Letter to the Editor – August 6

On August 6, 2014, in Latest News, by The Somerville Times

(The opinions and views expressed in the commentaries of The Somerville Times belong solely to the authors of those commentaries and do not reflect the views or opinions of The Somerville Times, its staff or publishers)

I’m writing this to tell Jax’s story so that others don’t have to learn this lesson the same way I did … the worst way imaginable.

Jax was a happy and rambunctious puppy like most but like most owners would say, he was far from common. Just ask all the people he would meet on his 2 daily walks where he marched proudly down Broadway and Medford St wagging his tail wildly the entire time and he would pull with all his might to meet everybody like he was running for Mayor. He would go from bouncing off the walls and tearing up shoes to crawling up on your lap for a nice cuddle and nap. Like all crazy pups he would get into things he shouldn’t … like the dead rat in the bushes that resembled his toy squirrel. When he emerged from the bushes with his new plaything I did what anybody would do, I yelled for him to drop it, which he did after his getaway attempt was quickly thwarted. I was grossed out and carried him inside to brush his teeth because he certainly wasn’t kissing me with that tongue anytime soon. It’s too bad toothpaste was least of my worries.

A couple days later Jax was not acting like himself. The dog who once ate every meal twice a day like a pie-eating contest at a fair was no longer eating or drinking. The dog who once would sprint end to end in my house showing off his favorite toy was lethargic and just wanted to cuddle on the couch. I was sure the rat he had in his mouth was poisoned and somehow some had got into Jax. It turns out I wish it were a case of relay poisoning because there is an antidote and treatment for most poisons.

After I noticed his skin yellowing I knew it was serious so I rushed him to Mass Veterinary Referral Hospital in Woburn where my worst nightmares came true, Jax had contracted Leptospirosis. Leptospirosis is a bacterial infection that has many symptoms and ultimately causes liver and kidney failure. It is spread through rodents urine and fluids. Dogs will typically come into contact with the leptospira bacteria in infected water, soil, or mud, while swimming, passing through, or drinking contaminated water, or from coming into contact with urine from an infected animal. Scariest of all the infection is zoonotic, meaning humans are susceptible too!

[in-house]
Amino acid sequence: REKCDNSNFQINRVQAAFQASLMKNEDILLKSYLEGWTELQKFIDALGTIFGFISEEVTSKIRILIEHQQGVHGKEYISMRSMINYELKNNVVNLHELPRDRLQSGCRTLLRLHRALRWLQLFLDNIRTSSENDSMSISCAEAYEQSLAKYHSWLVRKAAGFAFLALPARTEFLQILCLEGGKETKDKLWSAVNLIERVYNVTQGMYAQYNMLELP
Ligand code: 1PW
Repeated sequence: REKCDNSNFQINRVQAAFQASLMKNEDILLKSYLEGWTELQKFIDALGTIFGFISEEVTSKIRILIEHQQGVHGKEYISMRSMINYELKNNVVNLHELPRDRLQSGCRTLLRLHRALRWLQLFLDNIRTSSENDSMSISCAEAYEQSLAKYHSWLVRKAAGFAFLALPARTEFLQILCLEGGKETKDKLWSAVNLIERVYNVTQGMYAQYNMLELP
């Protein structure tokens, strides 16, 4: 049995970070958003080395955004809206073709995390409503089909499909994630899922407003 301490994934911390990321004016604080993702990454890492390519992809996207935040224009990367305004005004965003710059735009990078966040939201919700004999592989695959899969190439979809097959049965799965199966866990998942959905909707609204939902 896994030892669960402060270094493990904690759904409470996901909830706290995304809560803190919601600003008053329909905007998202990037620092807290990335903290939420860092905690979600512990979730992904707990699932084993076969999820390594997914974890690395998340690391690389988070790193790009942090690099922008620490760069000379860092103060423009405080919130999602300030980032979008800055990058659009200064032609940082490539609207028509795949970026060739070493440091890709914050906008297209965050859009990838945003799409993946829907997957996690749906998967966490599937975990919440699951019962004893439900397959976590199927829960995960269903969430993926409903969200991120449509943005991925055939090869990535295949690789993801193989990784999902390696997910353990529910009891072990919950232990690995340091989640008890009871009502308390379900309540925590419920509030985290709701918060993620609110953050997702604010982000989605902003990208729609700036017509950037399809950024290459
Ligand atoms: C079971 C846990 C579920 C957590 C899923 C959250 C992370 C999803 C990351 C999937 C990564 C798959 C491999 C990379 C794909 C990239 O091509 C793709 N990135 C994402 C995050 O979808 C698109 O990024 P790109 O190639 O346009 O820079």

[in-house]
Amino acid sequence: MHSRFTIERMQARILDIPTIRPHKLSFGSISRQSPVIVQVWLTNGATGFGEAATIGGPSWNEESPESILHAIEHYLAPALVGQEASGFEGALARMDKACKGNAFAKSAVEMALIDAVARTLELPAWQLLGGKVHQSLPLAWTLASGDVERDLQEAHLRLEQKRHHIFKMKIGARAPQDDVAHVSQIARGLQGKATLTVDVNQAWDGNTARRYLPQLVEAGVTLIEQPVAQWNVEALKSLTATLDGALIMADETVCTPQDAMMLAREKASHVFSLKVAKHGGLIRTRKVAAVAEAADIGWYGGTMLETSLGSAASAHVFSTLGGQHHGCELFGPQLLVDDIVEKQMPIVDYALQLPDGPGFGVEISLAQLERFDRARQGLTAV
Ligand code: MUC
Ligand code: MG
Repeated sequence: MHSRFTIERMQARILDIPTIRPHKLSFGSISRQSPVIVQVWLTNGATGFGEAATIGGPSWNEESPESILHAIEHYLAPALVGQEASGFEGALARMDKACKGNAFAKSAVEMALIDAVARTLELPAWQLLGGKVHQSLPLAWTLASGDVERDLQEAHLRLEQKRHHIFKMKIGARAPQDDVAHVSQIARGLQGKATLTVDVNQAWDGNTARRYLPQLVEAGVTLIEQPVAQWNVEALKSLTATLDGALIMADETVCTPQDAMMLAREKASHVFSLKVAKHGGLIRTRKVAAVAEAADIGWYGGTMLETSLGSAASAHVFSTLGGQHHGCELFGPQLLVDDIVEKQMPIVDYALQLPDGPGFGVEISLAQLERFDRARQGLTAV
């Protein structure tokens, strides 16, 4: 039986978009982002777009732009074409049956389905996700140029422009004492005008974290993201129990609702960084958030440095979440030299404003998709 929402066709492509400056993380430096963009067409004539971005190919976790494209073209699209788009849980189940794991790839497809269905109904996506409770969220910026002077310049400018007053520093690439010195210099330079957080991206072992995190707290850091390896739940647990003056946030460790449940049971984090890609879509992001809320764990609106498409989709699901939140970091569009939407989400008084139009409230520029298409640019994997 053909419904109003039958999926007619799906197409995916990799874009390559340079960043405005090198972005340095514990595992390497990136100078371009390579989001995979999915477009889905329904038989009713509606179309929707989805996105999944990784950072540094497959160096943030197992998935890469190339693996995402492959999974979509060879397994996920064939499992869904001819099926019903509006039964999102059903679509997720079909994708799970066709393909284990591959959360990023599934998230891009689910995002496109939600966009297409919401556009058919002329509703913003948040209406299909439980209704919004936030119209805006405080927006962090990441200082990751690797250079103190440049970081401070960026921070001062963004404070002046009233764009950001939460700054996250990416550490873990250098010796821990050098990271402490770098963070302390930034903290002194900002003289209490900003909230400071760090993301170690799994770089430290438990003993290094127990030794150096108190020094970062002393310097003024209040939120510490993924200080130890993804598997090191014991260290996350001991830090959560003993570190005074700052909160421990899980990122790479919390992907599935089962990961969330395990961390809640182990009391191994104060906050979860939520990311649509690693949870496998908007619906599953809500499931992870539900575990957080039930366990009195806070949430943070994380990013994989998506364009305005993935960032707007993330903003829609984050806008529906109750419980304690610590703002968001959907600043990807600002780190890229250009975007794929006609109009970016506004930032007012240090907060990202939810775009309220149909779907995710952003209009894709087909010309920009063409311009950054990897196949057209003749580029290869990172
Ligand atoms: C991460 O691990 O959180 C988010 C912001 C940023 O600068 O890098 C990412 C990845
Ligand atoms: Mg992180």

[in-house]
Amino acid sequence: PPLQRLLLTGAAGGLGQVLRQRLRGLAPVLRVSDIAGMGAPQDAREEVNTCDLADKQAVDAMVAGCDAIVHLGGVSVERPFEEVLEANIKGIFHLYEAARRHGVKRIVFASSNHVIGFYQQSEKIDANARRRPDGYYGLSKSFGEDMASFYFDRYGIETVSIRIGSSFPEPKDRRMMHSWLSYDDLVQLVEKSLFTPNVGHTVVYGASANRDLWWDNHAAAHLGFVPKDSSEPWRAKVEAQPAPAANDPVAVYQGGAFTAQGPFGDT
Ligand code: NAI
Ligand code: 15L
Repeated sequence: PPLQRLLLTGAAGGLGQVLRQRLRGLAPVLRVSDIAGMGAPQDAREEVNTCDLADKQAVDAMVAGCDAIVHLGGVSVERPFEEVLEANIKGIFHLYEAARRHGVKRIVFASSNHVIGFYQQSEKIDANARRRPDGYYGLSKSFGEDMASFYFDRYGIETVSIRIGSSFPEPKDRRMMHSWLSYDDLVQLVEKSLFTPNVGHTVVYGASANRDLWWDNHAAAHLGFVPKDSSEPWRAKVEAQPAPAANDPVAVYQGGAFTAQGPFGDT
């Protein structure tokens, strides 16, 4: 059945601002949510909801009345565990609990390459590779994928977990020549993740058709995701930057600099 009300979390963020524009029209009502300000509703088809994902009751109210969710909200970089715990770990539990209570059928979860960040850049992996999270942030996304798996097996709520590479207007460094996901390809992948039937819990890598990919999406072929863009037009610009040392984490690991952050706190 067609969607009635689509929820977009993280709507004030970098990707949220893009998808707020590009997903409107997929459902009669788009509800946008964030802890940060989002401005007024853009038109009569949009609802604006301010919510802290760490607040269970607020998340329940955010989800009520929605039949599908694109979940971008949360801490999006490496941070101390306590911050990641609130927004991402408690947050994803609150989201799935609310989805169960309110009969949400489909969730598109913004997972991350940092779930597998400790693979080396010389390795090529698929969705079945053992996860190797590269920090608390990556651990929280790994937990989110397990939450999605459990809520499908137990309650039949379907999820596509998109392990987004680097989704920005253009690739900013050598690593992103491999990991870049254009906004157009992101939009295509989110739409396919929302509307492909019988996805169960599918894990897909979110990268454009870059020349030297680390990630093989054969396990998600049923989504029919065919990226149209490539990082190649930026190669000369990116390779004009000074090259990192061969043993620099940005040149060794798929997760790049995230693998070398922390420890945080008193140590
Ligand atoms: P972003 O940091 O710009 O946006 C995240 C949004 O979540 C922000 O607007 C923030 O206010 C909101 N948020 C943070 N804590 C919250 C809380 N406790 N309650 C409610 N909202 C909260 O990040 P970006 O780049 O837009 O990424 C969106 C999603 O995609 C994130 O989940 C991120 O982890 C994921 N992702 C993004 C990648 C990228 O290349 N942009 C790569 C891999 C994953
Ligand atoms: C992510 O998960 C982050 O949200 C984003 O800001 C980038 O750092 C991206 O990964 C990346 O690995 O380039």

As everyone in Somerville knows, rats are an epidemic here with all the recent construction. I was aware rats carried diseases but had no idea my puppy was in danger. I got the call from the Vet that there was no improvement and Jax was no longer urinating so he couldn’t pass all the fluids he was being administered. I made the difficult but logical decision and drove up to say goodbye to my sweet baby boy with my family.

I hope nobody has to experience what my family and I endured so please keep your pets safe when outside your house. I certainly wish I knew about this sooner.

— Mike Arnold

 

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